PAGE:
A pathogen that attacks the small intestines of humans and animals is serving as the inspiration for developing robots that can fight disease and aid in military operations.
Mingjun Zhang, associate professor in mechanical, aerospace and biomedical engineering, at the University of Tennessee, Knoxville, and his team have made significant findings about the swimming and attachment of the microorganism Giardia. Giardia causes one of the most common gastrointestinal diseases in the world, giardiasis. For 250 years, scientists have tried to understand how the microorganism is able to attach to a multitude of surfaces and swim in harsh environments -- enabling it to infect many kinds of species while most parasites have specific hosts. Zhang and his team have made significant progress to solve the puzzle.
"We found each of the four pairs of flagella conducts different functions," Zhang said of some of the team's findings. "This is amazing considering the length of the flagella is only about eight to 12 micrometers each, with a diameter of a few hundred nanometers."
The team's discovery can aid in fighting the pathogen's attack and others like it. The discovery may help to develop a way to block its attachment in the human intestine as an alternative for treating the disease. The discovery may also lead to bio-inspired swimming micro-robots for nanomedicine, such as site-specific controlled drug delivery and less invasive surgical procedures. For instance, micro-robots can navigate through the body to break up kidney stones, deliver drugs to specific sites after injection and reduce the invasiveness of surgery.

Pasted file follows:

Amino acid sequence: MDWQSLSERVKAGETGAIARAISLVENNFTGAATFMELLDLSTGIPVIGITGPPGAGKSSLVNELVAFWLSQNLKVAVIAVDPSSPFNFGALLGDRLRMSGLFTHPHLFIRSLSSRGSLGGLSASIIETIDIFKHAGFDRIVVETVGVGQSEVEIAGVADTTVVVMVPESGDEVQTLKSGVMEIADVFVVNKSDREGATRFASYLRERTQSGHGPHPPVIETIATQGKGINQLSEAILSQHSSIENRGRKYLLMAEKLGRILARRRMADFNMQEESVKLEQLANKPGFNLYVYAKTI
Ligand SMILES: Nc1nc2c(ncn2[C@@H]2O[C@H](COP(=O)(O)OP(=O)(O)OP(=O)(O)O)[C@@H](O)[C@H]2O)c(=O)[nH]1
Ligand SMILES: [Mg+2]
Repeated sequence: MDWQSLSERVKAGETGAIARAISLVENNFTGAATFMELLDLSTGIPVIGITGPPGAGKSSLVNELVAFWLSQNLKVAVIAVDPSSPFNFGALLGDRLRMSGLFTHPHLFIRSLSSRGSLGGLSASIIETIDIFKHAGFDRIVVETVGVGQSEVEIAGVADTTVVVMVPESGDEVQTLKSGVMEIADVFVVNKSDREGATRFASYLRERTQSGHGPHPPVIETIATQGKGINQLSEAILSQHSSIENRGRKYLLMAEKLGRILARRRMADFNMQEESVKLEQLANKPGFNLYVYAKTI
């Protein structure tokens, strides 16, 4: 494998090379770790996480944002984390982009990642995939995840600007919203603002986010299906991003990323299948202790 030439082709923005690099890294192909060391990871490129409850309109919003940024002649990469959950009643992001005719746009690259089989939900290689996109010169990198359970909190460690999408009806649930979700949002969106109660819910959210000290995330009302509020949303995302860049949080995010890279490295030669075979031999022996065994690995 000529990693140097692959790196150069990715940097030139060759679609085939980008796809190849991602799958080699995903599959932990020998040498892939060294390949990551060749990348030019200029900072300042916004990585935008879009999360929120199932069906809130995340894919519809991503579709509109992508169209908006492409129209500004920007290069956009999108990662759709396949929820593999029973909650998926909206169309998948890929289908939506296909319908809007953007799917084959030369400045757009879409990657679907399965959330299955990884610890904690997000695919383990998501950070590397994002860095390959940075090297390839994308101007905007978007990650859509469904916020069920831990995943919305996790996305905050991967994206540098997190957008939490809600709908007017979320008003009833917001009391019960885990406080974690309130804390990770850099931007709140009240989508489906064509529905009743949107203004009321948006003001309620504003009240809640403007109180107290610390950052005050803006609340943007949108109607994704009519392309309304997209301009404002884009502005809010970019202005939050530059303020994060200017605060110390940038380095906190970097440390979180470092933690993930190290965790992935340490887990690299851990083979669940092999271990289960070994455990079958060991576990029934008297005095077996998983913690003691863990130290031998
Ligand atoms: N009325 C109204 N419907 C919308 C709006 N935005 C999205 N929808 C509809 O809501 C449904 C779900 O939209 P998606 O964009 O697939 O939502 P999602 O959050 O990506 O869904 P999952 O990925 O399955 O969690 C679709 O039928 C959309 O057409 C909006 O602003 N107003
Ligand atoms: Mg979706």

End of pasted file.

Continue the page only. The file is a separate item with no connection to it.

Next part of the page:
On a larger scale, knowing Giardia's inner workings may buoy an energy-efficient propulsion system for underwater vehicles or designs for quick turn and agile control of underwater vehicles. The findings of Giardia's unique attachment and landing procedures may also inspire a more accurate and quick surface attachment mechanism.
"Giardia seems to be one of the most sophisticated swimming microorganisms and is very efficient and intelligent in terms of controlling its swimming behavior and energy utilization," Zhang said. "It is a source rife with bio-inspiration and innovation."
Zhang conducted this study with Scott Lenaghan, a post-doctoral research associate; Zhili Zhang, assistant professor in the department of Mechanical, Aerospace and Biomedical Engineering, and Corinne Davis and William Henson, Chancellor's honors students in the department of Mechanical, Aerospace and Biomedical Engineering.
Their findings are published in the current edition of the Proceedings of the National Academy of Sciences. The research is being funded by the Office of Naval Research 2011 Young Investigator Program.
Materials provided by University of Tennessee at Knoxville. Note: Content may be edited for style and length.
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